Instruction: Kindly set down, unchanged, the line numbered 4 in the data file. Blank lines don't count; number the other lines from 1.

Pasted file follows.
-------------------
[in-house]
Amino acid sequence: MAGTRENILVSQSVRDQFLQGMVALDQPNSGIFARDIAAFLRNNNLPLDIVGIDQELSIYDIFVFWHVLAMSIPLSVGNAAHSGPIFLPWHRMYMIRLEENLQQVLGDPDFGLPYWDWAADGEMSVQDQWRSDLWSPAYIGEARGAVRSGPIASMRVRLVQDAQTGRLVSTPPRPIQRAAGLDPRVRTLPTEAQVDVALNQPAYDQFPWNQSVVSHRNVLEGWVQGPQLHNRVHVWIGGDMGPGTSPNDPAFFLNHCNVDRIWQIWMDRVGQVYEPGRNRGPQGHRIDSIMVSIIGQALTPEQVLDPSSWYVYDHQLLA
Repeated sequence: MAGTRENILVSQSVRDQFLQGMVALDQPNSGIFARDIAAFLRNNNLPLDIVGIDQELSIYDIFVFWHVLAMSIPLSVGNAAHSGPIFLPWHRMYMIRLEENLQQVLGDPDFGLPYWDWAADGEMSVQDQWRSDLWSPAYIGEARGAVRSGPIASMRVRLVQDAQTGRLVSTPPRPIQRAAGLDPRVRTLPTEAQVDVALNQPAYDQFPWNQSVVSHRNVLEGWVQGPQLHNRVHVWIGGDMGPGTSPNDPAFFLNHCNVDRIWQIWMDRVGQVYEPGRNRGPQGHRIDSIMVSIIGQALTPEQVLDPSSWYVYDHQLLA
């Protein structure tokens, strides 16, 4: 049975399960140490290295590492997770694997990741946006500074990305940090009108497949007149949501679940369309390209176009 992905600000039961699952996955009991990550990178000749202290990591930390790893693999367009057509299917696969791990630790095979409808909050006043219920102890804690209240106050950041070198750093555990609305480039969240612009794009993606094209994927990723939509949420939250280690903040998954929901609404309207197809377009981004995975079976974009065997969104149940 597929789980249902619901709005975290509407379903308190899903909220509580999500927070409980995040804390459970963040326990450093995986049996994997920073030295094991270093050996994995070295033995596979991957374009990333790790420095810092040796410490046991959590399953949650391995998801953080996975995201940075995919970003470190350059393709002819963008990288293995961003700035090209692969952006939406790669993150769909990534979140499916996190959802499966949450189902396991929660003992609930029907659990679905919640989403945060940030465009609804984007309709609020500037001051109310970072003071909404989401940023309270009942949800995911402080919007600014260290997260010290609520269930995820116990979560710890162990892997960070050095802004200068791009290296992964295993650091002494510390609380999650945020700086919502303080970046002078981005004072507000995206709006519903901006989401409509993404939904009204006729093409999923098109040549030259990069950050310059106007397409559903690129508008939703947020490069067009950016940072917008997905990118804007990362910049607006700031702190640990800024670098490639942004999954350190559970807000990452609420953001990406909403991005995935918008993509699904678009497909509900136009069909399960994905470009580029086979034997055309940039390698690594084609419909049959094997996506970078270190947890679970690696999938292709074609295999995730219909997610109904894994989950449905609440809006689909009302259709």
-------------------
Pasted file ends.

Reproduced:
């Protein structure tokens, strides 16, 4: 049975399960140490290295590492997770694997990741946006500074990305940090009108497949007149949501679940369309390209176009 992905600000039961699952996955009991990550990178000749202290990591930390790893693999367009057509299917696969791990630790095979409808909050006043219920102890804690209240106050950041070198750093555990609305480039969240612009794009993606094209994927990723939509949420939250280690903040998954929901609404309207197809377009981004995975079976974009065997969104149940 597929789980249902619901709005975290509407379903308190899903909220509580999500927070409980995040804390459970963040326990450093995986049996994997920073030295094991270093050996994995070295033995596979991957374009990333790790420095810092040796410490046991959590399953949650391995998801953080996975995201940075995919970003470190350059393709002819963008990288293995961003700035090209692969952006939406790669993150769909990534979140499916996190959802499966949450189902396991929660003992609930029907659990679905919640989403945060940030465009609804984007309709609020500037001051109310970072003071909404989401940023309270009942949800995911402080919007600014260290997260010290609520269930995820116990979560710890162990892997960070050095802004200068791009290296992964295993650091002494510390609380999650945020700086919502303080970046002078981005004072507000995206709006519903901006989401409509993404939904009204006729093409999923098109040549030259990069950050310059106007397409559903690129508008939703947020490069067009950016940072917008997905990118804007990362910049607006700031702190640990800024670098490639942004999954350190559970807000990452609420953001990406909403991005995935918008993509699904678009497909509900136009069909399960994905470009580029086979034997055309940039390698690594084609419909049959094997996506970078270190947890679970690696999938292709074609295999995730219909997610109904894994989950449905609440809006689909009302259709």